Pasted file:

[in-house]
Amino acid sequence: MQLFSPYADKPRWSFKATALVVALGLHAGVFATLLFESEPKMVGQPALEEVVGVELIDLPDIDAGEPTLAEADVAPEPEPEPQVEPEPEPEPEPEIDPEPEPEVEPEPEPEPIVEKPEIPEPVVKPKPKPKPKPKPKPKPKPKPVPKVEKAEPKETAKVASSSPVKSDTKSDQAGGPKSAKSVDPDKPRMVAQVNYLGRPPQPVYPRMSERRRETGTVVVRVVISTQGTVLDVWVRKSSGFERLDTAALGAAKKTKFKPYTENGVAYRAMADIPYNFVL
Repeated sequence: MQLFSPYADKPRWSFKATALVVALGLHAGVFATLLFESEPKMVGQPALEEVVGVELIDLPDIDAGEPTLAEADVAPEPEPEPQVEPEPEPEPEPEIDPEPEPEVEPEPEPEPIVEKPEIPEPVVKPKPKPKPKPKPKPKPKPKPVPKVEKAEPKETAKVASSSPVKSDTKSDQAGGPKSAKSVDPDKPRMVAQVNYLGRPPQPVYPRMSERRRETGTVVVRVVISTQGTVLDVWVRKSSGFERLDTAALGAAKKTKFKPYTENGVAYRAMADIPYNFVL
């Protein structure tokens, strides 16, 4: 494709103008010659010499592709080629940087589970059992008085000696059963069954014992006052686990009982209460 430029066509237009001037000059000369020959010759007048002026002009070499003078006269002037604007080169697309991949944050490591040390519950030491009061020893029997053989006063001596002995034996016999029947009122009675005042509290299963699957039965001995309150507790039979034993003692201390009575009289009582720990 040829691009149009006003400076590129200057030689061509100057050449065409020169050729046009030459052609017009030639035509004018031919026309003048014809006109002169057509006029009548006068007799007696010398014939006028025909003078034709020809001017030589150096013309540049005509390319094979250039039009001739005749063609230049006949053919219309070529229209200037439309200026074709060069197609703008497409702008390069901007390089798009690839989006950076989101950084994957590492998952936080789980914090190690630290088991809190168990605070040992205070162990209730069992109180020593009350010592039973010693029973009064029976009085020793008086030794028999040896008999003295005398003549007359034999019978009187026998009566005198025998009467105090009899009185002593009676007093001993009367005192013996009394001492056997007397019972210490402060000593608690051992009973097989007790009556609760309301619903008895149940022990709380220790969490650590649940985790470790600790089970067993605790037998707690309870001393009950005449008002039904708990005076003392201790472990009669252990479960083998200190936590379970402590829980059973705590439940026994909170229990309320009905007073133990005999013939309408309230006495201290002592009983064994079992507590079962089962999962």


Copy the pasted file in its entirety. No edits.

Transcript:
[in-house]
Amino acid sequence: MQLFSPYADKPRWSFKATALVVALGLHAGVFATLLFESEPKMVGQPALEEVVGVELIDLPDIDAGEPTLAEADVAPEPEPEPQVEPEPEPEPEPEIDPEPEPEVEPEPEPEPIVEKPEIPEPVVKPKPKPKPKPKPKPKPKPKPVPKVEKAEPKETAKVASSSPVKSDTKSDQAGGPKSAKSVDPDKPRMVAQVNYLGRPPQPVYPRMSERRRETGTVVVRVVISTQGTVLDVWVRKSSGFERLDTAALGAAKKTKFKPYTENGVAYRAMADIPYNFVL
Repeated sequence: MQLFSPYADKPRWSFKATALVVALGLHAGVFATLLFESEPKMVGQPALEEVVGVELIDLPDIDAGEPTLAEADVAPEPEPEPQVEPEPEPEPEPEIDPEPEPEVEPEPEPEPIVEKPEIPEPVVKPKPKPKPKPKPKPKPKPKPVPKVEKAEPKETAKVASSSPVKSDTKSDQAGGPKSAKSVDPDKPRMVAQVNYLGRPPQPVYPRMSERRRETGTVVVRVVISTQGTVLDVWVRKSSGFERLDTAALGAAKKTKFKPYTENGVAYRAMADIPYNFVL
């Protein structure tokens, strides 16, 4: 494709103008010659010499592709080629940087589970059992008085000696059963069954014992006052686990009982209460 430029066509237009001037000059000369020959010759007048002026002009070499003078006269002037604007080169697309991949944050490591040390519950030491009061020893029997053989006063001596002995034996016999029947009122009675005042509290299963699957039965001995309150507790039979034993003692201390009575009289009582720990 040829691009149009006003400076590129200057030689061509100057050449065409020169050729046009030459052609017009030639035509004018031919026309003048014809006109002169057509006029009548006068007799007696010398014939006028025909003078034709020809001017030589150096013309540049005509390319094979250039039009001739005749063609230049006949053919219309070529229209200037439309200026074709060069197609703008497409702008390069901007390089798009690839989006950076989101950084994957590492998952936080789980914090190690630290088991809190168990605070040992205070162990209730069992109180020593009350010592039973010693029973009064029976009085020793008086030794028999040896008999003295005398003549007359034999019978009187026998009566005198025998009467105090009899009185002593009676007093001993009367005192013996009394001492056997007397019972210490402060000593608690051992009973097989007790009556609760309301619903008895149940022990709380220790969490650590649940985790470790600790089970067993605790037998707690309870001393009950005449008002039904708990005076003392201790472990009669252990479960083998200190936590379970402590829980059973705590439940026994909170229990309320009905007073133990005999013939309408309230006495201290002592009983064994079992507590079962089962999962």